Member Blogs > Books Tell You Why

  • 10 Books to Read This Summer

    Fri, 22 Jun 2018 08:00:00 Permalink
    What is it about summer that makes it the perfect time to pick up a new book or to reacquaint ourselves with an old favorite? Perhaps it’s the longer days and warmer nights that give us the illusion that we have more time to spend reading for leisure. Maybe it’s a vacation on the horizon that will provide some uninterrupted down time to dig into a good book. If you’re looking for summer book recommendations, we’ve got you covered. From mysteries and thrillers to classics and young adult literature, our list has something for everyone. Here are ten books that Read More
  • Lengthy Books to Read or Add to Your Collection on the Summer Solstice

    Thu, 21 Jun 2018 08:00:00 Permalink
    Summer is officially here in the northern hemisphere!  What better way to spend your extra daylight than by grabbing a favorite book to read or exploring a used or rare book store in search of a collectible? We love a good summer read, whether you plan to enjoy it on the beach, in your backyard, at a lake house, or in the comfort of your air conditioned home. Check back tomorrow for some of our favorite books to read in the summer months. For now, we got thinking about some of our favorite "long" books. After all, today marks the Read More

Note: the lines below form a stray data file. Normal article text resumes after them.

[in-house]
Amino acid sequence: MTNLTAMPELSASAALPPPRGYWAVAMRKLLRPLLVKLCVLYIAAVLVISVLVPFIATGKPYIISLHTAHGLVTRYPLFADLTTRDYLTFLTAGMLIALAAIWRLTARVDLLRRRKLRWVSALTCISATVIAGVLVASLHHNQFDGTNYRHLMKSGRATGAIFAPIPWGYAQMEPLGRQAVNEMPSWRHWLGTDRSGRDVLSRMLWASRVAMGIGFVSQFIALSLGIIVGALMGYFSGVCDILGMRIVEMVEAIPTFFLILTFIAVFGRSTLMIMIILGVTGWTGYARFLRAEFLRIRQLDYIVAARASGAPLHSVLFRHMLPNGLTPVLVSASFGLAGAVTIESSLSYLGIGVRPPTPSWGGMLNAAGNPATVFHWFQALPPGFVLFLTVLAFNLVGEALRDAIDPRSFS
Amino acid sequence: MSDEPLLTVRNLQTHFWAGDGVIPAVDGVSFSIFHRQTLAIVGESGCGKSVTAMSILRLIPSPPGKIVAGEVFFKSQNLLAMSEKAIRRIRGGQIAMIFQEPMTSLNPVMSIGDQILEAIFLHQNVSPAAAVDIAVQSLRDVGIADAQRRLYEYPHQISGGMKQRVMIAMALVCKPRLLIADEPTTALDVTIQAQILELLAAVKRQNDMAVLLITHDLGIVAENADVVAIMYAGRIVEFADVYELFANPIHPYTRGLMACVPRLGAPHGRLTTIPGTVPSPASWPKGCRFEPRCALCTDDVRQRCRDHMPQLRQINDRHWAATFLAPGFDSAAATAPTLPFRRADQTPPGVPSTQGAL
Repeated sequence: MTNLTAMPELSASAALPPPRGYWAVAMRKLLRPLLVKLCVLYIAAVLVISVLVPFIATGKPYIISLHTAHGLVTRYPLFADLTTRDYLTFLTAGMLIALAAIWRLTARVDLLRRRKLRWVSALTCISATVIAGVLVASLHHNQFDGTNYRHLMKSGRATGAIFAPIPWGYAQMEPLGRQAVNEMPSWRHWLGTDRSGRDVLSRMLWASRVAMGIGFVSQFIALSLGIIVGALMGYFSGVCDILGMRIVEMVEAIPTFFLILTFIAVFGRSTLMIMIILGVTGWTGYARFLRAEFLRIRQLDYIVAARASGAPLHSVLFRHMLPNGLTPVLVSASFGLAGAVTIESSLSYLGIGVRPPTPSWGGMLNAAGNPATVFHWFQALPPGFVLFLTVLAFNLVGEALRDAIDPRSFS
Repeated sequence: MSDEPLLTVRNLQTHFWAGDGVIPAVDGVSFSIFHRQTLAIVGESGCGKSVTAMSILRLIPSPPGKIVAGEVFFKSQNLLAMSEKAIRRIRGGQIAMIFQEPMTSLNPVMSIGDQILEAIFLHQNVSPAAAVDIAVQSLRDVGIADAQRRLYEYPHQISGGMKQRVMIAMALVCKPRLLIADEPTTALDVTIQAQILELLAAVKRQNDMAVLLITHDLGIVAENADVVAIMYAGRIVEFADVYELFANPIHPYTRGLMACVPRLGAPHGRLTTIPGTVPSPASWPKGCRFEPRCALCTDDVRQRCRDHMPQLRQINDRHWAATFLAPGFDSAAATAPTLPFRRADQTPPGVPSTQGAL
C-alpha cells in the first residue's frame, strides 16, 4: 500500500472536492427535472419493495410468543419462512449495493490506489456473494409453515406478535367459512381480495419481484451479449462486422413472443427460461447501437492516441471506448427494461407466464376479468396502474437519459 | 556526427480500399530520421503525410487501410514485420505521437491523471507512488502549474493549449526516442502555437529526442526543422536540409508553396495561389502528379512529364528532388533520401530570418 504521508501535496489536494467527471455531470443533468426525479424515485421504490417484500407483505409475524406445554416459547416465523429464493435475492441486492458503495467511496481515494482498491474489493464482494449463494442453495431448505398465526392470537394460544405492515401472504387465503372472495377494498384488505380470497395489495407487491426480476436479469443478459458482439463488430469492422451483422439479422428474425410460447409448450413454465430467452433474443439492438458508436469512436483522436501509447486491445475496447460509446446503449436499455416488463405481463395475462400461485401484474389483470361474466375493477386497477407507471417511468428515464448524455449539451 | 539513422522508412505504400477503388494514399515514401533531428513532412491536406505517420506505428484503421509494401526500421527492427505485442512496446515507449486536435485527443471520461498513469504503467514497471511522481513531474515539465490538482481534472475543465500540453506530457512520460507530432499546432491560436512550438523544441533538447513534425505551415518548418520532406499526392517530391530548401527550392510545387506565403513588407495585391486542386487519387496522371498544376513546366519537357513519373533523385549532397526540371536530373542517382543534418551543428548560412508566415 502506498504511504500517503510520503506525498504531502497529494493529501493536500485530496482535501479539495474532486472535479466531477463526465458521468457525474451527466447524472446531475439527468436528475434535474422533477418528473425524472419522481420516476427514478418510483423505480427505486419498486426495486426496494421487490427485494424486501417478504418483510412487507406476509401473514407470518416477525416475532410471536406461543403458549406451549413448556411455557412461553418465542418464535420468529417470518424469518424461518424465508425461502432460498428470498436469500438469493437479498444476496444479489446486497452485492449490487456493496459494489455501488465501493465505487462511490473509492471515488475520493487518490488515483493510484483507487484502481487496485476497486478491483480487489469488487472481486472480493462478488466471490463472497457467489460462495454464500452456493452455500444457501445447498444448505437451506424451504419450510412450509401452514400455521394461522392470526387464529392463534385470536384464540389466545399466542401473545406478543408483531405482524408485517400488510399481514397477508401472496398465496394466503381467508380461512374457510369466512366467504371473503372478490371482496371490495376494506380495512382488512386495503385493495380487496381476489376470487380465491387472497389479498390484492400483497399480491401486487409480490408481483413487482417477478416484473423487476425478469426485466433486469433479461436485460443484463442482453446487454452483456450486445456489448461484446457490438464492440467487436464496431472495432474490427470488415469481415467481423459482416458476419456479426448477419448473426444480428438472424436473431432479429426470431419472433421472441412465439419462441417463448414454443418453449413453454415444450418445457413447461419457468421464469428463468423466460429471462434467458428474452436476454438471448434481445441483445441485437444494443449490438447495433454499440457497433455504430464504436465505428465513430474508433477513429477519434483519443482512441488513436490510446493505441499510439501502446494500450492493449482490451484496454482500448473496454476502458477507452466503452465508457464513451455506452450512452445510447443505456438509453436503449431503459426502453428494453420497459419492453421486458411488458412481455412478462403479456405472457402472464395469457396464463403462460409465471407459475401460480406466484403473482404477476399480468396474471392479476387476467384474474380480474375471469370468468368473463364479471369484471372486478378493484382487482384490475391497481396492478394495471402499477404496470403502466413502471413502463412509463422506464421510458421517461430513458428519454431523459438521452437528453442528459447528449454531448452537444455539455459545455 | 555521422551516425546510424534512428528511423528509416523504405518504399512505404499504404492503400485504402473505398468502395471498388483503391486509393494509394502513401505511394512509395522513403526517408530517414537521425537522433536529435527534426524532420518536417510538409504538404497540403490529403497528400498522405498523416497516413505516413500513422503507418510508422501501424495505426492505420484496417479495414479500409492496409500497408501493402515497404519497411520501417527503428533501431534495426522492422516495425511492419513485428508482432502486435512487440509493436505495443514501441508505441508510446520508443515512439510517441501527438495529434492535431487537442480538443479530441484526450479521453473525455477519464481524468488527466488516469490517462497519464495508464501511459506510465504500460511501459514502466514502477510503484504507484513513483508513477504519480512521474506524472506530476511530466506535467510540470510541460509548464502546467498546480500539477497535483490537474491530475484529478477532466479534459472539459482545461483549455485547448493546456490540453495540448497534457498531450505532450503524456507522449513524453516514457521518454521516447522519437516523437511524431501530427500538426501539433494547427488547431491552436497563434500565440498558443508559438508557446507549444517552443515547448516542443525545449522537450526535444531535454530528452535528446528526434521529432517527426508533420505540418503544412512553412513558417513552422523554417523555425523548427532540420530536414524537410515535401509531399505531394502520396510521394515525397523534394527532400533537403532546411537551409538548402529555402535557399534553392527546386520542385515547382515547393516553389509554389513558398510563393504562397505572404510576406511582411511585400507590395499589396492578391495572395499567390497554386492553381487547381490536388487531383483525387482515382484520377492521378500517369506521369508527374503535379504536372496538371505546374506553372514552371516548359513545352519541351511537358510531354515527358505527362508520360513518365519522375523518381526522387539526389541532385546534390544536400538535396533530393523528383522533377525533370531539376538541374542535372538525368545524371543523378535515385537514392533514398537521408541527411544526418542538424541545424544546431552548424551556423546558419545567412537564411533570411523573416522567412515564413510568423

• A.A. Milne's Complicated Relationship with P.G. Wodehouse

    Wed, 20 Jun 2018 08:00:00 Permalink
    Alan Alexander Milne is best known for creating the characters of Winnie the Pooh, Christopher Robin, and company. Yet A.A. Milne wrote much more than children's stories; he penned detective novels, screenplays, and poetry. His complex relationship with P.G. Wodehouse had a significant impact on both authors, but frequently gets overlooked. Read More
  • Literature's Best Quotes About Fathers and the History of Father's Day